Video report by ITV News Political Correspondent Paul Brand
Tens of thousands of Britons stranded abroad due to coronavirus lockdowns will be rescued after an agreement was reached between the government and commercial airlines, Foreign Secretary Dominic Raab has said.
Mr Raab said the government had negotiated with airlines including British Airways, Virgin, easyJet, Jet2 and Titan, to fly home "tens of thousands" of stranded British travellers.
Mr Raab said the government will provide up to £75 million in financial support to enable special charter flights to bring home stranded Britons from places where commercial routes do not exist.
Mr Raab, who was taking the lead on the government's daily Covid-19 press conference, said chartered flights from priority countries took place over the weekend and would continue this week.
Priority countries include Peru, India, South Africa, Ghana, Tunisia, China, Japan, Cuba, and Ghana.
He said an “unprecedented” number of British travellers were trying to return to the UK and "hundreds of thousands" had already been assisted by the government.
He said a Foreign Office call centre offering support to Britons abroad received 15,000 calls last Tuesday, the highest number on record - it is usually called 1,000 times a day.
“So we boosted our resources, we have redeployed people to our call centre, we’ve tripled our capacity," he said.
“Yesterday, the call centre answered 99% of calls and helped thousands of British travellers get the answers they need.”
Mr Raab said the priority on charter flights would "always be the most vulnerable" – including the elderly or those with pressing medical needs.
He said priority would also be given to countries where there are large numbers of British tourists trying to return to the UK.
“Once special charter flights have been arranged, we will promote them through the government’s travel advice and by the British embassy or High Commission in the relevant country," he said.
“British travellers who want a seat on those flights will book and pay directly through a dedicated travel management company," he added.
“We have designated £75 million to support those flights and the airlines in order to keep the costs down and affordable for those seeking to return to the UK.”
He said 150,000 UK nationals had been assisted in getting home from Spain, 8,500 from Morocco and 5,000 from Cyprus.
The announcement came amid growing pressure from Brits stranded in countries such as Vietnam, India, Laos and Panama, who have been unable to get home due to worldwide lockdowns.
“We’ve not faced challenges like this in getting people home from abroad on this scale in recent memory,” he said.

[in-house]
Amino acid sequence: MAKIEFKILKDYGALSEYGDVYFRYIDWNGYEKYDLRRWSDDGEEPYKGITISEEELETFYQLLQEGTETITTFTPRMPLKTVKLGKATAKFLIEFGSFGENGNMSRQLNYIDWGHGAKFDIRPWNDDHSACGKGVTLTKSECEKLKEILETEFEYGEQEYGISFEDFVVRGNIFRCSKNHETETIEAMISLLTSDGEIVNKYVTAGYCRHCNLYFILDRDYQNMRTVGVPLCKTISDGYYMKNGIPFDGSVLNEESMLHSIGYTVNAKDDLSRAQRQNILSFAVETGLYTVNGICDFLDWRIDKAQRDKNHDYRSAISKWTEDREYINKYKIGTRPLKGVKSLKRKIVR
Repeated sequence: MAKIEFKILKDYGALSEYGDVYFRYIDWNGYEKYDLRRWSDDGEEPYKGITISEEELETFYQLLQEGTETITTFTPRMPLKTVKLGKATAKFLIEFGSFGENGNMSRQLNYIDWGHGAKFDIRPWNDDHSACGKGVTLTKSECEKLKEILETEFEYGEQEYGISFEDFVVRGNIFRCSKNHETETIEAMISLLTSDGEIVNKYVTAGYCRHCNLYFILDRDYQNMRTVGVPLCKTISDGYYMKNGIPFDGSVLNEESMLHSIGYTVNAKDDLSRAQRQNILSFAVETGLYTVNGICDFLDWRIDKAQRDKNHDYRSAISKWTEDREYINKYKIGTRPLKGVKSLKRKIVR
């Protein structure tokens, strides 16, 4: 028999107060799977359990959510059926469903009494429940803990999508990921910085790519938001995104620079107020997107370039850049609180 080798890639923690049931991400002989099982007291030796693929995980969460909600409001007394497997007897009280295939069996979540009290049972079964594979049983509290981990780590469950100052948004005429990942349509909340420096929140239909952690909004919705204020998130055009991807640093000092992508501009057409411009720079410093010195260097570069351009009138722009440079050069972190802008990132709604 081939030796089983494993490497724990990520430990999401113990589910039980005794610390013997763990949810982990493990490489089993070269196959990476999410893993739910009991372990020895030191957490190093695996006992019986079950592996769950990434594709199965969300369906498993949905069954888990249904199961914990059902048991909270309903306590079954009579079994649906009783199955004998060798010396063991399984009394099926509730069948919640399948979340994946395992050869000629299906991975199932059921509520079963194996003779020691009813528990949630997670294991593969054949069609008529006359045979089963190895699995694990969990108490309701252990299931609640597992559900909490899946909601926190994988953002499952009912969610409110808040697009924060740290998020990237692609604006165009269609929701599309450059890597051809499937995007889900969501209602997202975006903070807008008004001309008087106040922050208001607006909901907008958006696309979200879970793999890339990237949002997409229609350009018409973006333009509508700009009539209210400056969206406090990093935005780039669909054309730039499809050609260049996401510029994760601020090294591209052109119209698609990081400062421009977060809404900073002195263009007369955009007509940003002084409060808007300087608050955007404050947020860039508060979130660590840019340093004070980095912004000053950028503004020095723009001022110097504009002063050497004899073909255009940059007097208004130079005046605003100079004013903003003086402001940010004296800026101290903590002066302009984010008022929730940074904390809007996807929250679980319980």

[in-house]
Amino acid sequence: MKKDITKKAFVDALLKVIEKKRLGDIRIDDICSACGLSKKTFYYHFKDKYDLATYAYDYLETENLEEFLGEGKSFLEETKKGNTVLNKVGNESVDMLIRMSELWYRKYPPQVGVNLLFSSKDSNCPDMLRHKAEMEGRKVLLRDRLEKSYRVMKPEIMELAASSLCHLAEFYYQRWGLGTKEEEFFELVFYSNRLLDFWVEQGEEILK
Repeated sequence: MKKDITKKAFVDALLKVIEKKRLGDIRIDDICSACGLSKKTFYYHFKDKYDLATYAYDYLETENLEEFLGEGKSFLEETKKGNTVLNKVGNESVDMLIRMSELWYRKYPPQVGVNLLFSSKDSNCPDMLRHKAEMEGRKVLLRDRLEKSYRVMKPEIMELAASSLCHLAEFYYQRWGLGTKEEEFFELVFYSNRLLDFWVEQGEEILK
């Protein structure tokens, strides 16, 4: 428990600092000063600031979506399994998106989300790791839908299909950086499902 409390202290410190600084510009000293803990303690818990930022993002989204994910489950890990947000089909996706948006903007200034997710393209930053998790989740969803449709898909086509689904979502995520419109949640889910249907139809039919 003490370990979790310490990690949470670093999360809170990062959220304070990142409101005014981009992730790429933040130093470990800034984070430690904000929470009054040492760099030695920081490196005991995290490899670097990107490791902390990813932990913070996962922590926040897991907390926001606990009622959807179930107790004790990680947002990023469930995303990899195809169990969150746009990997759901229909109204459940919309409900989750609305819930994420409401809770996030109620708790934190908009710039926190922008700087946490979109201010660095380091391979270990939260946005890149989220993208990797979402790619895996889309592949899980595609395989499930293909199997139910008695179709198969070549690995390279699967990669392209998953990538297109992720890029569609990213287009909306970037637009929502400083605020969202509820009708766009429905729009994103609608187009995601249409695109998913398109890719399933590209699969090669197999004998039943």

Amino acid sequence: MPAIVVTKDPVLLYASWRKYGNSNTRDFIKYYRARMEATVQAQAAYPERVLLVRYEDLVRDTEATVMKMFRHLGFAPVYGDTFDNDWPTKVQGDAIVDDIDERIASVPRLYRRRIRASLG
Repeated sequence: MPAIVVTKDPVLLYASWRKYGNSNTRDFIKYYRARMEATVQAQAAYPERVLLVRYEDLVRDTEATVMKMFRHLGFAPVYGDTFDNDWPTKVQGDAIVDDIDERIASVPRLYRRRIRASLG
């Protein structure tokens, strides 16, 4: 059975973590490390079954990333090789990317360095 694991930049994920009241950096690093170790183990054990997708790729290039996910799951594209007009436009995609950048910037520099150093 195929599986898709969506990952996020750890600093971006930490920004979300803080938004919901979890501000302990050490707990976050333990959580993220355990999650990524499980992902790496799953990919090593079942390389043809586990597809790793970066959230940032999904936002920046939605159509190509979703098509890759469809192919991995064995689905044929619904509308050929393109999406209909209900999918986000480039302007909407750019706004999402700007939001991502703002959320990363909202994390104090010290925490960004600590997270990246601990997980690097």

Several social media users criticised the government for its slow response to stranded Britons, with one person branding the Foreign Office a "shambles".
Another user suggested the government should feel "shame" over its failure to bring his son home from Nepal, and compared the UK to Germany - a country that claims to have repatriated more than 160,000 of its nationals.
Another user stranded in Laos, who has been appealing to the Foreign Office for help, wrote on Twitter how Germany had responded to his pleas for help quicker than the UK.
Sam Jermy told ITV News the Asian country is "going into national lockdown from Wednesday" and he's worried he will be left without any options.
He says the embassy in Laos has been "hardworking" but he feels it doesn't have a lot of "power or leverage with UK government".
While it is believed thousands of Britons are stranded abroad, several landed at Heathrow Airport on Monday morning after being repatriated from Peru by the government.
But they have complained at their "confusing and stressful" experience trying to be repatriated by the government.
Citizens stranded in Peru were reportedly given an hour to reply to an email and confirm that they would be getting on the flight.
“We were put on standby but we didn’t get the email until midnight and we had to be at the airport at 7am so a lot of people were asleep and never got it,” said one of those returning from Peru.
Shona McKenna, who had been in South America since January 30, said: “We had 50 people on standby but only 12 turned up to the airport.
“The communication wasn’t great, we didn’t know when we were going to come home and when the emails came out there wasn’t a lot of time."
“The first flight, a lot of people missed it because they didn’t get the email in time.”
Ms McKenna's friend Stacey Coogan, who had been with her in South America, said: “It was confusing and a bit stressful, because the first week no one could get hold of the embassy – because they all had to work from home as well – so the first week was a bit of a nightmare.
“We’re just glad to be home.”